Abby and Libby Memorial Park


Eric and Diane Erskin and Mike Patty standing in front of the Abby & Libby Memorial Park on its way to construction.

Emily Mears, staff writer

The Abby and Libby Memorial Park started construction in spring of 2018 after the idea got tossed around from Mike and Becky Patty (Liberty German’s grandparents) to Eric and Diane Erskin (Abigail William’s grandparents). Soon after the girls were found, donations started coming in. “I didn’t want the money,” said Mike. What he wanted was a special way to honor the girls. They both loved to play softball. Mike explained, “After the softball fields flooded in 2017, I mentioned to my wife that it sure would be nice to build a field that doesn’t flood. And that’s kind of how it got started.” As Diane explained, “Mike and Becky came over and said, ‘You know, we should do something really, really memorable. What do you think about building a softball park?’ We said, ‘Great!’ and now here we are!” The project is possible due to the many donations of money, time, and services from people near and far. 


While construction is not finished, a lot of progress has been made in the past three years. As of right now, one playground is complete and workout equipment is put in, all wheelchair accessible. On top of that, they have trails leading through the woods. Picnic tables and benches have been ordered. Even though it seems like so much has been done, there is still a lot longer to go on this timeline. Buildings need to be finished still, but it’s come a long way. Eric and Diane Erskin admit that it’s been a roller coaster. It’s hard to set a date on the calendar as to when construction will be done. 


Another reason why it is  difficult to pinpoint an exact date for the park to be finished is because the majority of the work being done is by volunteers, both from the families of Abby and Libby and members of the community. Because of this, some projects have been put on hold for the park as they wait for the volunteers to become available. Sometimes it is frustrating to wait, but in the end it is worth it. “Waiting [for volunteers] allows us to do more for a lot less money. There were times where we could have thrown the money in one direction and had things done sooner, but then we might have only gotten to do ⅓ of the work. We have to be patient.” Eric did add that while their first goal is always to find volunteers, sometimes there are certain tasks that require professional labor.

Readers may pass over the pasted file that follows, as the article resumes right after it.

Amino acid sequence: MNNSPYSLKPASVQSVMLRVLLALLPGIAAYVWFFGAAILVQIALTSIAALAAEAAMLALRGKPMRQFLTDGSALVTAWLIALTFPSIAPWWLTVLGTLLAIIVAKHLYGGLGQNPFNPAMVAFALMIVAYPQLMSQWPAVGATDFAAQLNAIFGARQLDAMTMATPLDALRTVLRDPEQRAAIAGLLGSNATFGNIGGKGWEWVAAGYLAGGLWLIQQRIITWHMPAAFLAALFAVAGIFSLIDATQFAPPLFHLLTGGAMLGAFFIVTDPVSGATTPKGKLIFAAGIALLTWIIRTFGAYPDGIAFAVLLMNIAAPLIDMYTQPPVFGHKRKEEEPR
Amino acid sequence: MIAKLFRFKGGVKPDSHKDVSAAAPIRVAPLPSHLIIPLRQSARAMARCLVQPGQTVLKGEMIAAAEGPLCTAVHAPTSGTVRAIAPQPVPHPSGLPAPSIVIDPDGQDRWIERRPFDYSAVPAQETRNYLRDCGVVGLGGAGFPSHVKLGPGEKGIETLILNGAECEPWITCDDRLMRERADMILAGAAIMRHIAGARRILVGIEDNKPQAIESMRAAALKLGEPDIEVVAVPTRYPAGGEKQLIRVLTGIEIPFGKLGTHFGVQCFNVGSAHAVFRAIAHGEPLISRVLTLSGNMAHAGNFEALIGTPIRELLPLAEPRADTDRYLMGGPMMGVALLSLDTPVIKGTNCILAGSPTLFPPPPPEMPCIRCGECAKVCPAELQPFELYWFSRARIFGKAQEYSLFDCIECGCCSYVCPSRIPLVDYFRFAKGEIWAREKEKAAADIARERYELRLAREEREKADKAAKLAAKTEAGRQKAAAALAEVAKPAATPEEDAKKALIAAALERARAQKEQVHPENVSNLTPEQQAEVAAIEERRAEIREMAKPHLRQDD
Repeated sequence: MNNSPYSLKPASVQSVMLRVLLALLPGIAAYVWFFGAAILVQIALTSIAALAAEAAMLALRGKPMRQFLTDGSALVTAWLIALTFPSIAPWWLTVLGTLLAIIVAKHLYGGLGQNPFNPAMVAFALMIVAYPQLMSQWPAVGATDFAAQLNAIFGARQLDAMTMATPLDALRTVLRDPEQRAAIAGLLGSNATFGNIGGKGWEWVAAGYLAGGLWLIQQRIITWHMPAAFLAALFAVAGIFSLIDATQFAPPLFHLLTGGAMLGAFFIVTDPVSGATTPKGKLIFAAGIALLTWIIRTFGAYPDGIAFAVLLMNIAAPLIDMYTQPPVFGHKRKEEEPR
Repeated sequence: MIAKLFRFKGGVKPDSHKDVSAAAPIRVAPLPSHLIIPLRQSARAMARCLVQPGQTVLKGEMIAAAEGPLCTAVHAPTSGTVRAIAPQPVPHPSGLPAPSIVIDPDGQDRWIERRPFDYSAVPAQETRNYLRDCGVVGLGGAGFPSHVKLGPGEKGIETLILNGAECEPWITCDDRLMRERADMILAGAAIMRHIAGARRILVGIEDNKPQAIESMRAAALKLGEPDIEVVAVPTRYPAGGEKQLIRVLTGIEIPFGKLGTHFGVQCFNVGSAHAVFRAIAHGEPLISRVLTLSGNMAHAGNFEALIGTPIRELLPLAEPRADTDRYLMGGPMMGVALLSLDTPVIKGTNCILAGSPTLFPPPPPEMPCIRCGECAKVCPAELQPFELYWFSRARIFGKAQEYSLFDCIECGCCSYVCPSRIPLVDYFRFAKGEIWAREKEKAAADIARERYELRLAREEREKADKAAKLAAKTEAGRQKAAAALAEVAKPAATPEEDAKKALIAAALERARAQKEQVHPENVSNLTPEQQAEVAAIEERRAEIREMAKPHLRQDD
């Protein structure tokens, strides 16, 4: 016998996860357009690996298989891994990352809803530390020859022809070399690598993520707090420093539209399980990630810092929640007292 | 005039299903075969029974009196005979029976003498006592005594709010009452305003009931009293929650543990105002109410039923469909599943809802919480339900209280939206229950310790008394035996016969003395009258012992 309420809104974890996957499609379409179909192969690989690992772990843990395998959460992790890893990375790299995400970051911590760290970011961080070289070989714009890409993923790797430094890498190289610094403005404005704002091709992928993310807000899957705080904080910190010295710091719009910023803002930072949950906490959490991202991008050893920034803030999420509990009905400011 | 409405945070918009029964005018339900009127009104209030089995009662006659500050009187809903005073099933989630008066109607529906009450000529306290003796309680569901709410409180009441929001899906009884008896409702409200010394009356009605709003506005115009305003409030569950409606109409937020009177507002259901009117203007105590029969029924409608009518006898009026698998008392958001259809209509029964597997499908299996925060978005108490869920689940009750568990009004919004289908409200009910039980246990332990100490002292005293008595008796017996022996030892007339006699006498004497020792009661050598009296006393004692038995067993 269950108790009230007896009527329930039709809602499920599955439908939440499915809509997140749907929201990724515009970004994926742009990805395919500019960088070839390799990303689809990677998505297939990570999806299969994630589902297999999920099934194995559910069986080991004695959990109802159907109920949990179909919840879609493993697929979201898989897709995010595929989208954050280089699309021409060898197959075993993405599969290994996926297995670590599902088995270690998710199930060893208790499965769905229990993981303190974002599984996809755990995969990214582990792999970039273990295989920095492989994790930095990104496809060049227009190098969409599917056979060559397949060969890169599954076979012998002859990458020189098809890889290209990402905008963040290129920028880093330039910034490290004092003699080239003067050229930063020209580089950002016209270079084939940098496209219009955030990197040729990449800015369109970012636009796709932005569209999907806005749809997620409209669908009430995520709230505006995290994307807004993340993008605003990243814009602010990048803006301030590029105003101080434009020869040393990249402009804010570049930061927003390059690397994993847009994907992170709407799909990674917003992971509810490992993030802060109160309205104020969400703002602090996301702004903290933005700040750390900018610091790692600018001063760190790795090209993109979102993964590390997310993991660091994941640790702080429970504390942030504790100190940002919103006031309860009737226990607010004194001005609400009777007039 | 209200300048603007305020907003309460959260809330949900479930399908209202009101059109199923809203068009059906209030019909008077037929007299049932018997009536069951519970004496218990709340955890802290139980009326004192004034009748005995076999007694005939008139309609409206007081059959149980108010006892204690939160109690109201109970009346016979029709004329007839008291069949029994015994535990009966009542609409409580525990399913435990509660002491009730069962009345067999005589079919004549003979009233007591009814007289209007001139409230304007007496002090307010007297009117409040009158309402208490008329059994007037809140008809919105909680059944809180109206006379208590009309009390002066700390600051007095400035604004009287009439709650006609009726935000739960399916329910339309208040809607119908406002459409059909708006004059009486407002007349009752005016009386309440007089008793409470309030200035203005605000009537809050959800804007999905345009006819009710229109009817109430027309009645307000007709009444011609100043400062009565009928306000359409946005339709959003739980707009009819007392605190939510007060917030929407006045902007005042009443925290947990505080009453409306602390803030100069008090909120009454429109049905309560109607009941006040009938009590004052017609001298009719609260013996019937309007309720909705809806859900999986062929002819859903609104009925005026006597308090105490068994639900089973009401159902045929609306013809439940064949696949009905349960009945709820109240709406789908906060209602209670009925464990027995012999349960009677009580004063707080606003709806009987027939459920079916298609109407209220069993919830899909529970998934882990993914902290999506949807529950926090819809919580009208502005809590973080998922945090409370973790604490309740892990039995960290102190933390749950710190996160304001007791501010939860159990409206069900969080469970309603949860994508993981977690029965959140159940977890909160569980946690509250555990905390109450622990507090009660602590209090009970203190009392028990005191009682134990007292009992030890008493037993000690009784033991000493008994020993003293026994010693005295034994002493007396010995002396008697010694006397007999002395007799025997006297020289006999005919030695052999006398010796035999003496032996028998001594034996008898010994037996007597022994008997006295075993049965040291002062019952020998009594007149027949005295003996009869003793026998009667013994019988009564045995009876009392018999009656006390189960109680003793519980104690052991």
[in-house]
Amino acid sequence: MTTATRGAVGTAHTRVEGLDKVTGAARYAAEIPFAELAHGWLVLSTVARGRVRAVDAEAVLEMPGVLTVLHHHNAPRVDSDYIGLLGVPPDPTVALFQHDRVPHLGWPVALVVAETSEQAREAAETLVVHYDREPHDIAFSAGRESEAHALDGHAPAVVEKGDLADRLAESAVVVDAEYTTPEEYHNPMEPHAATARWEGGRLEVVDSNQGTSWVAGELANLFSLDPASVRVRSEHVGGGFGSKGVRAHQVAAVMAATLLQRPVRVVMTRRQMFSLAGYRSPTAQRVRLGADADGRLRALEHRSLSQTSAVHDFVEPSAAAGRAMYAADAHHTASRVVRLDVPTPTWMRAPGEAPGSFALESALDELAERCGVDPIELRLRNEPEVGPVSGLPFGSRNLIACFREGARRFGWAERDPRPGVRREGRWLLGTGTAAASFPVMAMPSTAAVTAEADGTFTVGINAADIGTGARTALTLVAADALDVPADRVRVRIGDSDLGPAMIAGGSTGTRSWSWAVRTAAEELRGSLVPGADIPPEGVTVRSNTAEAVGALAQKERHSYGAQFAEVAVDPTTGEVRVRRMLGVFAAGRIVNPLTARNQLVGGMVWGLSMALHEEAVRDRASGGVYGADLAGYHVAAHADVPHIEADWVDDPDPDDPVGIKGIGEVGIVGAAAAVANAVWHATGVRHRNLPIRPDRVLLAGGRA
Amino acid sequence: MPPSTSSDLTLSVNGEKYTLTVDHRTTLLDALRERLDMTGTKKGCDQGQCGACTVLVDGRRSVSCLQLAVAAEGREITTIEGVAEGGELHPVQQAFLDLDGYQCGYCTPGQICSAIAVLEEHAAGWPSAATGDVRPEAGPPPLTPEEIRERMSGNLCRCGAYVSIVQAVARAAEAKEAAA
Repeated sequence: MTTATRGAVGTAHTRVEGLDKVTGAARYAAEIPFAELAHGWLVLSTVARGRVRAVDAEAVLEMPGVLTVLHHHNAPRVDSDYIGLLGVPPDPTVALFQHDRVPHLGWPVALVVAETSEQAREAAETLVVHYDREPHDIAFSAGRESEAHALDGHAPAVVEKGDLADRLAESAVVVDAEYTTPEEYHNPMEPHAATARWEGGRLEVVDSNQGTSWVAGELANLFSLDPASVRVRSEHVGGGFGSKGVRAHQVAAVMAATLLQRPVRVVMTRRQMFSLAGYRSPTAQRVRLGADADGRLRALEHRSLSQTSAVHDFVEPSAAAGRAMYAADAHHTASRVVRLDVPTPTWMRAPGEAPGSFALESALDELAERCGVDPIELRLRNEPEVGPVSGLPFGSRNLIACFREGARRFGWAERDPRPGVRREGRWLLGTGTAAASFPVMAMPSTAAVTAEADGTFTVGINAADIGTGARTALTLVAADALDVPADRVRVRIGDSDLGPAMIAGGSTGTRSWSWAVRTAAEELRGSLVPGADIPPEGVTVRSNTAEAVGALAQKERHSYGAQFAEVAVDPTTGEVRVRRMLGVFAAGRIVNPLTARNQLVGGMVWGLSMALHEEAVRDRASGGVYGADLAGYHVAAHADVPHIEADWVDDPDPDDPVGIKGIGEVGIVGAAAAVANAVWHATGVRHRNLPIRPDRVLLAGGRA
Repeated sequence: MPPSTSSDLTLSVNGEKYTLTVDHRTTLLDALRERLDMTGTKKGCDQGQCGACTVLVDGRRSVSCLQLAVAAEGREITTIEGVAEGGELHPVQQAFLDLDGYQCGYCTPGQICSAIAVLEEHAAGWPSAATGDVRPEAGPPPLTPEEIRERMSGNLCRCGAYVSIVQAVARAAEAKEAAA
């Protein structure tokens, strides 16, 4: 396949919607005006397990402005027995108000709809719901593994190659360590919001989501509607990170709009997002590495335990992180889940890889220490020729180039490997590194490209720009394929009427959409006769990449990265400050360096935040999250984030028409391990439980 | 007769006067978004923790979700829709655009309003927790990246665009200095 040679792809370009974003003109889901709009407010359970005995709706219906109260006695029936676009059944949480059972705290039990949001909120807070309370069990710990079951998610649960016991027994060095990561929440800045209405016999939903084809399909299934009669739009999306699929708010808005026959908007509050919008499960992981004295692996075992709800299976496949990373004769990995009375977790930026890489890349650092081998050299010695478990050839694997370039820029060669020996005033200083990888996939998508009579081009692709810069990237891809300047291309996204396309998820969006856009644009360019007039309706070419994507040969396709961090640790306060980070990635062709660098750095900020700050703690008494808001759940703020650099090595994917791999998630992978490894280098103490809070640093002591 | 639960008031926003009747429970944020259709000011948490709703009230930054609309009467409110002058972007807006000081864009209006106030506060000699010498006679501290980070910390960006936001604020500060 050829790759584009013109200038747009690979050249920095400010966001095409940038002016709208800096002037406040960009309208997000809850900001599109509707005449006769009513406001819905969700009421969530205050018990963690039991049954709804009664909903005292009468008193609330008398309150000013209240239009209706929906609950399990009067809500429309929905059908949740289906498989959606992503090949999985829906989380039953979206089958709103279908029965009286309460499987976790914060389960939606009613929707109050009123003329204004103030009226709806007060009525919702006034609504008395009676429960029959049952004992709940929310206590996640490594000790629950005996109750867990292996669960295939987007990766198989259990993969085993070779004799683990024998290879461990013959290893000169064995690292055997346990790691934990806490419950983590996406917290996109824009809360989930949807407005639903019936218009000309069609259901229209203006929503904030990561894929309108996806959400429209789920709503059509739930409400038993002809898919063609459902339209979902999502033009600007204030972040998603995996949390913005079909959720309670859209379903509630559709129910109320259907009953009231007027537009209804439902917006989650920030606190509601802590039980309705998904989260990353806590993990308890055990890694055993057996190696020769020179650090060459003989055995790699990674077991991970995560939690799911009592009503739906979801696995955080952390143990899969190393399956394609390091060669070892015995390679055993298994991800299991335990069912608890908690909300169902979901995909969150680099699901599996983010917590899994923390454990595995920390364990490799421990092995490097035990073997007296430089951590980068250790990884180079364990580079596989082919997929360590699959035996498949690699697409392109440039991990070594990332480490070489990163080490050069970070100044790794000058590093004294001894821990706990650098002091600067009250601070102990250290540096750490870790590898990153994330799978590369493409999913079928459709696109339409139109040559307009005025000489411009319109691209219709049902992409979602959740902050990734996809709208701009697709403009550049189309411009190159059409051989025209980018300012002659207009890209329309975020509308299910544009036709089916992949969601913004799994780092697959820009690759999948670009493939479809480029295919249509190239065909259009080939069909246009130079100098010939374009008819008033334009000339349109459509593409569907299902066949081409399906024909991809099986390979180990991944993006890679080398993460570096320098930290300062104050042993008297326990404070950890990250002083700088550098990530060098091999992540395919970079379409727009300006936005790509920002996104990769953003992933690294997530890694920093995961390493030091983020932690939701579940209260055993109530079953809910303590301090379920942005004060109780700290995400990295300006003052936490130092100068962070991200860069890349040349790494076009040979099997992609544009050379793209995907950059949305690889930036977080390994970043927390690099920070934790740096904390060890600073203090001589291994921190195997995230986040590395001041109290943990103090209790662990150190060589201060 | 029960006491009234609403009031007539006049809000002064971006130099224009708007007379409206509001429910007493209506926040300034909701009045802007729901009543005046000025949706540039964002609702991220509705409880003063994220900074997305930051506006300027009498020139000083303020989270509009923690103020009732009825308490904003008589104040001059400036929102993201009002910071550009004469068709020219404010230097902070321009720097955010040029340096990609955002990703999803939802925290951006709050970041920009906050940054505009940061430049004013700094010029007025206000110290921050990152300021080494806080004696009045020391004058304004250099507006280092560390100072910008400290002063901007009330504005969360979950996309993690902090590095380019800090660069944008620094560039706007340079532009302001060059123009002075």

While they would have liked to have had the park open by now, things are looking hopeful for this May, even if the lighting around the fields won’t be done by then. The work will be ongoing, but there is no doubt progress has been made, and progress will continue. As Mike Patty said, “We’re going to have a good Memorial Park for them.” Those working on the park are trying to encompass as many of the girls’ hobbies into the park as possible. Besides softball fields, an amphitheater has been built in hope of having concerts there in the summer. 


While the park is bigger than originally planned, the goal has not changed. And it goes beyond just providing a memorial for the girls. “It’s not just to honor their memory,” said Diane Erskin, “it’s so people like you can bring your kids someplace really nice one day and their little cousins and nieces and nephews if they have them, can come some place that’s fun, beautiful, and active. And they can have a good memory, kind of help take away some of the bad ones.” 

If you are interested in looking into the park further or would like to look at the events and fundraisers, you can check it out on the official website:

A layout of what the park will look like when its finished.